Stats for this track
In 14 Sets
- 1 Track, 47.30
- 5 Tracks, 3.41.01
- 4 Tracks, 58.31
- 3 Tracks, 2.53.28
- 4 Tracks, 3.51.23
More tracks by New York Night Train
Every October I press "record" and lay down an improvised live unedited mix of some of the most supremely spooky goofy stuff ever buried into wax. 100% culled from the secret history of haunted novelties, most of the recordings here, like the mummies of their lyrics, are long forgotten relics. But unlike the mummified pharoahs, these were all unknowns in their day. You can help give these monsters the justice that they deserve by bringing them back to life with me! Download this onto your iPod or iPad or iPhone or i-whatever! Play it at your work or Halloween party or laptop DJ gig! I don't know if anyone's gonna be scared but your unique party music will be the envy of your family, friends, and neighbors! Not really… But one can't live on "The Monster Mash" and "Thriller" alone! Also, If you're a fan of these lost artifacts of our greatest national holiday, escape from your dwellings so we can give these undead exquisite corpses a new pulse on the dance floor! I'll be serving hours of these dark delicacies and dozens more at The Haunted Hop at NYC's Brooklyn Bowl on October 27 (https://www.facebook.com/events/162832480515103/) and New Orleans' Siberia on October 30. Catch these little monsters before they scurry back into their tombs 'til next year.
Love and candy corn,
1. Baron Daemon and the Vampires "Ghost Guitars" (WHYS TV, 1963): Throughout the 1960s Syracuse TV newsman Mike Price had a long-running local late night show as horror movie host Baron Daemon. This B-side to "Transylvania Twist" is a top notch spooky surf instrumental by the Vampires (local group Sam and the Twisters) with the Baron rapping on top… He's no Jay-Z but that makes it even more ideal for our purposes.
2. Gary Warren "Werewolf" (Nasco, 1958): One of the best ever songs of the season! EVER! I was unable to learn anything about Gary Warren or any other details but "Werewolf" is such a spooky supreme rocker in every regard that it speaks for itself and stands up outside of the monster genre…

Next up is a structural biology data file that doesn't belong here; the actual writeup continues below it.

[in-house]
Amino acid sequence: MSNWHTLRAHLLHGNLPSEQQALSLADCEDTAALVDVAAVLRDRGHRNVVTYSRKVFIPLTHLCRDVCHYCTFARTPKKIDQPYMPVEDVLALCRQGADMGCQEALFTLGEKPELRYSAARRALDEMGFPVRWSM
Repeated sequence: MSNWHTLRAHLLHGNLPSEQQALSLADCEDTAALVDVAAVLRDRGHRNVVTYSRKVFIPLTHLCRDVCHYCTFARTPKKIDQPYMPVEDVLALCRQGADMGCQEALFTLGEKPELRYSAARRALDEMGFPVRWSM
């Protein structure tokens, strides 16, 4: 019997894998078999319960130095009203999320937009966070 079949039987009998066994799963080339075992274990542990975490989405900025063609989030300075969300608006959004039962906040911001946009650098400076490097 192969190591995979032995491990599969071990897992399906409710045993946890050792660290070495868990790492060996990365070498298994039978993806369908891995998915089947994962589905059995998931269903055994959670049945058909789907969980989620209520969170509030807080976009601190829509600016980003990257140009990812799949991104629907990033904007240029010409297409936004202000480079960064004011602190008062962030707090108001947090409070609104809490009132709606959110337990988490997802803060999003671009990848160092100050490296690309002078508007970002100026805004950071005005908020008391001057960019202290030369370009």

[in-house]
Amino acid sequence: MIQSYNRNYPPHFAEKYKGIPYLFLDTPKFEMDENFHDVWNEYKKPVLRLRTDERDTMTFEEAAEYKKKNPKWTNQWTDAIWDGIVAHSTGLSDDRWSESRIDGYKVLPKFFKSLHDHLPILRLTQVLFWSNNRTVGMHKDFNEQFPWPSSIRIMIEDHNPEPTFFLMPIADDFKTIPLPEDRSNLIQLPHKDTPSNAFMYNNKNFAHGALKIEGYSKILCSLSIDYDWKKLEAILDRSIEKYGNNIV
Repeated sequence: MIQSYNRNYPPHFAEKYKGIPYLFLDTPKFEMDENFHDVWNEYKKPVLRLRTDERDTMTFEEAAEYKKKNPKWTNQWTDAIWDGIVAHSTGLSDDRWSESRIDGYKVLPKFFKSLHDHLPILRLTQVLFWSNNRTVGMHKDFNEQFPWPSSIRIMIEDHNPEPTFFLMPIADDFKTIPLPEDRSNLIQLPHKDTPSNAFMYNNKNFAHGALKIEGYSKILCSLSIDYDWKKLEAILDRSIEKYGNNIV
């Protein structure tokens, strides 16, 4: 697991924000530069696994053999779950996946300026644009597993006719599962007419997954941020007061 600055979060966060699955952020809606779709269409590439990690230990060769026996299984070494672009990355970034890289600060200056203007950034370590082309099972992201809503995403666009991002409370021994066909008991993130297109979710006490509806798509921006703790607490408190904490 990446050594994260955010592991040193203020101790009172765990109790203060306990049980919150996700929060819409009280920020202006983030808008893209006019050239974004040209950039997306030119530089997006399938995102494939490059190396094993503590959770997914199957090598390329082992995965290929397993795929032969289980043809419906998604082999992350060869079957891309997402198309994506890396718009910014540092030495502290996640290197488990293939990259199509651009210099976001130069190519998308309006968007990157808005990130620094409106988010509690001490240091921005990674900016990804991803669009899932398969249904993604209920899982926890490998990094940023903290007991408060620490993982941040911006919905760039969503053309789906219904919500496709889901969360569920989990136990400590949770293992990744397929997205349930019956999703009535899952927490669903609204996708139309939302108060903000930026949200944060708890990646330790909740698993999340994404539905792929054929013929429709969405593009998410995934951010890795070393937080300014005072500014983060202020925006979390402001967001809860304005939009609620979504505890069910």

3. Salmas Brothers with Bumps Blackwell Orchestra "Zombie" (Keen, 1959): This long-lived west coast chicano vocal trio this time is backed up by Bumps Blackwell, who's best known for producing Little Richard's early hits and other great Specialty records. Also arranged by a young music industry up-and-comer named Herb Alpert. ZOMBIE DANCE PARTY!
4. Claudine Clark "Walking Through a Cemetery" (Chancellor, 1962): Released as the follow-up to her huge self-pinned Top 5 hit "Party Lights," this deadly dance jam single-handedly sunk her career despite an blazing vocal performance, strong beat, and oom-bop sha doodie doodie… You know the story, sometimes folks just don't get it.
5. Merv Griffin "House of Horrors" (Mercury, 1962) Before he was one of the world's most famous talk show hosts and before he created "Jeopardy!" and "Wheel of Fortune", Merv Griffin made one of the most baroque Halloween records ever - cartoon chaos bouncing into tight breaks full of shrieks and howls and references to an encyclopedia of creepy culture. And you can skank to it Rudy! As Merv asks at the end in his best Dracula voice, "Horrible! Wasn't it?"
6. Screamin' Jay Hawkins "All Night" (Decca, 1966) - My favorite Screamin' Jay dance jam, though not one of his better-known numbers, is fierce enough to play all year long in any situation - the o.g. shock rocker and quintessential Halloween artist at his fastest, most urgent, and most danceable.
7. Bily Snel "One Too Many Heads" (Wild, 1958): This super-rare jumpy bopper is artist/illustrator Bily Snel's only known record. His protagonist is just wild about his girlfriend with one heart, two heads, three teeth, and four eyes. His only problem is he doesn't know which one to touch!
8. Carole Bennett "Haunted Lover" (Capitol, 1957): Carole Bennett is a haunted lover since he left her in this poltergeist popcorn swinger! "Your memory keeps sneaking up behind me trying to remind me... Even my shadow's running for cover!"
9. The Copycats featuring Kimo and Sabbe "The Abominable Snowman" (Prince, 1960): Another of the greatest monster hits of all time! And, like the "Monsters' Holiday" genre, also suitable for Christmas. This superbad snowman is "public monster number one!" - getting his kicks catching mountaineers and pushing them off cliffs. But you're probably safe. He lives up high because if he lived down low, he'd turn into a puddle of H2O…